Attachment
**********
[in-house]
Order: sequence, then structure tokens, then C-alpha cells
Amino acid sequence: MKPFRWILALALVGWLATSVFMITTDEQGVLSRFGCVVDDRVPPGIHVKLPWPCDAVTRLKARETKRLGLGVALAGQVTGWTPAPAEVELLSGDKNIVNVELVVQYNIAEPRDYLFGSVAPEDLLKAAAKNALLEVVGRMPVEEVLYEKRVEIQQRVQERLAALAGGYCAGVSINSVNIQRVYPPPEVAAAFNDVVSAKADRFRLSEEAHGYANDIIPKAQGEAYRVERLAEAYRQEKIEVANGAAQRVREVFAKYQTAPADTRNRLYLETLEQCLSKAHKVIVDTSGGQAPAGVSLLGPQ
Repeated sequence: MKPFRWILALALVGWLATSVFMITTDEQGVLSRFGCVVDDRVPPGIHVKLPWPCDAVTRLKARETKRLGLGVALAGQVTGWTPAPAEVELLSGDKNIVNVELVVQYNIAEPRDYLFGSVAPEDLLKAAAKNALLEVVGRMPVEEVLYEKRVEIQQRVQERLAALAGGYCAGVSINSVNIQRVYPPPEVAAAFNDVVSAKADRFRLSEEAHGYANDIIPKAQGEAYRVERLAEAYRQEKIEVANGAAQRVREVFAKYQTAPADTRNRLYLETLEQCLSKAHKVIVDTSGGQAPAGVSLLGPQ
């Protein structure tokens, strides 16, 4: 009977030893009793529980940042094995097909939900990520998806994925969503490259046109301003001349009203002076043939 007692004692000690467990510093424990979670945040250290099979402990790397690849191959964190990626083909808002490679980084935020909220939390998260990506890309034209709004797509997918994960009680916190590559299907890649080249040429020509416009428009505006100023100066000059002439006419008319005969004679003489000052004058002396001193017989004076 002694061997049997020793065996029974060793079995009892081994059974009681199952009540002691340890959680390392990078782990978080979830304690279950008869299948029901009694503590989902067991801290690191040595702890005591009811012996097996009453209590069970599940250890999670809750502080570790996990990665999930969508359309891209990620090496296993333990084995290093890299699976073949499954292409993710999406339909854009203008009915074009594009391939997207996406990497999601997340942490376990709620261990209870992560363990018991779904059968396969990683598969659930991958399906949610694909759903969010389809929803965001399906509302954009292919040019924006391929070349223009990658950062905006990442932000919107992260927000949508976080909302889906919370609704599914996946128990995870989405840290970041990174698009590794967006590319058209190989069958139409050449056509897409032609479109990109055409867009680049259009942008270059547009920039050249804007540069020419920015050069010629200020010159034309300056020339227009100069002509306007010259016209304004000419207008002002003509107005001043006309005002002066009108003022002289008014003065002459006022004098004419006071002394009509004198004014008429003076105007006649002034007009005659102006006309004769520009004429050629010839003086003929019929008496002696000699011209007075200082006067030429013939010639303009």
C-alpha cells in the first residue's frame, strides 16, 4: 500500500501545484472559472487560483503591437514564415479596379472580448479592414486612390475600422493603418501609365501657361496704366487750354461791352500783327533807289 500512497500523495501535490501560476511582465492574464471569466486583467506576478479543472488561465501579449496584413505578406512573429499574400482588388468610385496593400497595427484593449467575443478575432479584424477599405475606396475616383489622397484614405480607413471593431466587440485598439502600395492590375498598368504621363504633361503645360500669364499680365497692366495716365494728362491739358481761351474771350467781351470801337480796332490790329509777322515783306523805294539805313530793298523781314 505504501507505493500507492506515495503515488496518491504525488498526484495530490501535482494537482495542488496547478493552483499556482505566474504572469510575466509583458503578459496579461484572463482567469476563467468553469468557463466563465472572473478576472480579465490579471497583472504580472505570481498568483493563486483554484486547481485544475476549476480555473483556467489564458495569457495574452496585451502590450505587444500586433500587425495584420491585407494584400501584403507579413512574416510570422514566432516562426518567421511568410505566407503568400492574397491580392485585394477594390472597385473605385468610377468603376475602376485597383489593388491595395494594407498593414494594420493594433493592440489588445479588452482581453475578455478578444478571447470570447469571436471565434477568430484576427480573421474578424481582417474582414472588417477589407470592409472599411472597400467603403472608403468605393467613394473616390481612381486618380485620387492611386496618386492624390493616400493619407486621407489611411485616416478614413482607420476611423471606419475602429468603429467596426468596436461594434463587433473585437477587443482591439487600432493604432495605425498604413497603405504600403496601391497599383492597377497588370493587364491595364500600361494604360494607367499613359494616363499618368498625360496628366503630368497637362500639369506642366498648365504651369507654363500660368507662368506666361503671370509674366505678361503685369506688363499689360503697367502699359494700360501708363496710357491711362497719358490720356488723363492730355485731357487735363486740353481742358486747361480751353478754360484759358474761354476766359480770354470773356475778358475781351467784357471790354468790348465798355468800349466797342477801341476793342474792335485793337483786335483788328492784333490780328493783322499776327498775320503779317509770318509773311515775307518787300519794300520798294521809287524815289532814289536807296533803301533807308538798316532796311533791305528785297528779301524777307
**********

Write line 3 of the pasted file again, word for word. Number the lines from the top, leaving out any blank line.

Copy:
Amino acid sequence: MKPFRWILALALVGWLATSVFMITTDEQGVLSRFGCVVDDRVPPGIHVKLPWPCDAVTRLKARETKRLGLGVALAGQVTGWTPAPAEVELLSGDKNIVNVELVVQYNIAEPRDYLFGSVAPEDLLKAAAKNALLEVVGRMPVEEVLYEKRVEIQQRVQERLAALAGGYCAGVSINSVNIQRVYPPPEVAAAFNDVVSAKADRFRLSEEAHGYANDIIPKAQGEAYRVERLAEAYRQEKIEVANGAAQRVREVFAKYQTAPADTRNRLYLETLEQCLSKAHKVIVDTSGGQAPAGVSLLGPQ